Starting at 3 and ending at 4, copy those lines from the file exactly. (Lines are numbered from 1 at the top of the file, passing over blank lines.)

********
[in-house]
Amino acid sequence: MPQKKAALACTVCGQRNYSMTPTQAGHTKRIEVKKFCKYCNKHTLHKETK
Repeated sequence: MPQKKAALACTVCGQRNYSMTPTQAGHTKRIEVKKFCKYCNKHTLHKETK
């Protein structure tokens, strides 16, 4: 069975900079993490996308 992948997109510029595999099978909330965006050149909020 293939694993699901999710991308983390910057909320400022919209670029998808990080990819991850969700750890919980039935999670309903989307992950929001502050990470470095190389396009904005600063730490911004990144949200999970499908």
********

Repeated sequence: MPQKKAALACTVCGQRNYSMTPTQAGHTKRIEVKKFCKYCNKHTLHKETK
């Protein structure tokens, strides 16, 4: 069975900079993490996308 992948997109510029595999099978909330965006050149909020 293939694993699901999710991308983390910057909320400022919209670029998808990080990819991850969700750890919980039935999670309903989307992950929001502050990470470095190389396009904005600063730490911004990144949200999970499908």